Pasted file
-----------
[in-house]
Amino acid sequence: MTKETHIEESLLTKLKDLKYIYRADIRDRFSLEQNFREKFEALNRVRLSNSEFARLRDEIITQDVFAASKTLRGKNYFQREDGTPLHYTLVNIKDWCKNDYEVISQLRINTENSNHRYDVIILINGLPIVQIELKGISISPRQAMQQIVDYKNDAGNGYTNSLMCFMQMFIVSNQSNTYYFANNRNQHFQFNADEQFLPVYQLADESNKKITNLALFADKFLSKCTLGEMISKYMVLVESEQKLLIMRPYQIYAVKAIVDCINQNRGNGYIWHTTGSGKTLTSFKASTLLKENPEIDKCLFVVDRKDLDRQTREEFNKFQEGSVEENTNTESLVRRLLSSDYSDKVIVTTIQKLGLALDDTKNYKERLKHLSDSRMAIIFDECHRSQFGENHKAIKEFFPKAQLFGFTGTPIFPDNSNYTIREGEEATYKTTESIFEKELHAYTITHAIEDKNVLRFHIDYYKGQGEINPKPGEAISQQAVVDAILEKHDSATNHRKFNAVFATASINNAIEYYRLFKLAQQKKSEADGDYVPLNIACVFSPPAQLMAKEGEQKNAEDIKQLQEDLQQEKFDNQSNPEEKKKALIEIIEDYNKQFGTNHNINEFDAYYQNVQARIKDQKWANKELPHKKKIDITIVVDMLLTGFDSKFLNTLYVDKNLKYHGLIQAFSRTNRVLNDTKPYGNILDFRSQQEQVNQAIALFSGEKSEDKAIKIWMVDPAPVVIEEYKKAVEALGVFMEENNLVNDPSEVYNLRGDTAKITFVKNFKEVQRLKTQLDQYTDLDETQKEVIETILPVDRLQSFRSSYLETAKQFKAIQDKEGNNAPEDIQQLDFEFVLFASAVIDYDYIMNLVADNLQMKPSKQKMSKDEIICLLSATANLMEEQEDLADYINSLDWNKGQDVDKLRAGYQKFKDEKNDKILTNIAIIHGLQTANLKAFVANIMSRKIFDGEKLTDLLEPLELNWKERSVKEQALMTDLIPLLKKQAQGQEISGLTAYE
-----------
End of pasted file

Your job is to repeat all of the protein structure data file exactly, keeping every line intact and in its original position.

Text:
[in-house]
Amino acid sequence: MTKETHIEESLLTKLKDLKYIYRADIRDRFSLEQNFREKFEALNRVRLSNSEFARLRDEIITQDVFAASKTLRGKNYFQREDGTPLHYTLVNIKDWCKNDYEVISQLRINTENSNHRYDVIILINGLPIVQIELKGISISPRQAMQQIVDYKNDAGNGYTNSLMCFMQMFIVSNQSNTYYFANNRNQHFQFNADEQFLPVYQLADESNKKITNLALFADKFLSKCTLGEMISKYMVLVESEQKLLIMRPYQIYAVKAIVDCINQNRGNGYIWHTTGSGKTLTSFKASTLLKENPEIDKCLFVVDRKDLDRQTREEFNKFQEGSVEENTNTESLVRRLLSSDYSDKVIVTTIQKLGLALDDTKNYKERLKHLSDSRMAIIFDECHRSQFGENHKAIKEFFPKAQLFGFTGTPIFPDNSNYTIREGEEATYKTTESIFEKELHAYTITHAIEDKNVLRFHIDYYKGQGEINPKPGEAISQQAVVDAILEKHDSATNHRKFNAVFATASINNAIEYYRLFKLAQQKKSEADGDYVPLNIACVFSPPAQLMAKEGEQKNAEDIKQLQEDLQQEKFDNQSNPEEKKKALIEIIEDYNKQFGTNHNINEFDAYYQNVQARIKDQKWANKELPHKKKIDITIVVDMLLTGFDSKFLNTLYVDKNLKYHGLIQAFSRTNRVLNDTKPYGNILDFRSQQEQVNQAIALFSGEKSEDKAIKIWMVDPAPVVIEEYKKAVEALGVFMEENNLVNDPSEVYNLRGDTAKITFVKNFKEVQRLKTQLDQYTDLDETQKEVIETILPVDRLQSFRSSYLETAKQFKAIQDKEGNNAPEDIQQLDFEFVLFASAVIDYDYIMNLVADNLQMKPSKQKMSKDEIICLLSATANLMEEQEDLADYINSLDWNKGQDVDKLRAGYQKFKDEKNDKILTNIAIIHGLQTANLKAFVANIMSRKIFDGEKLTDLLEPLELNWKERSVKEQALMTDLIPLLKKQAQGQEISGLTAYE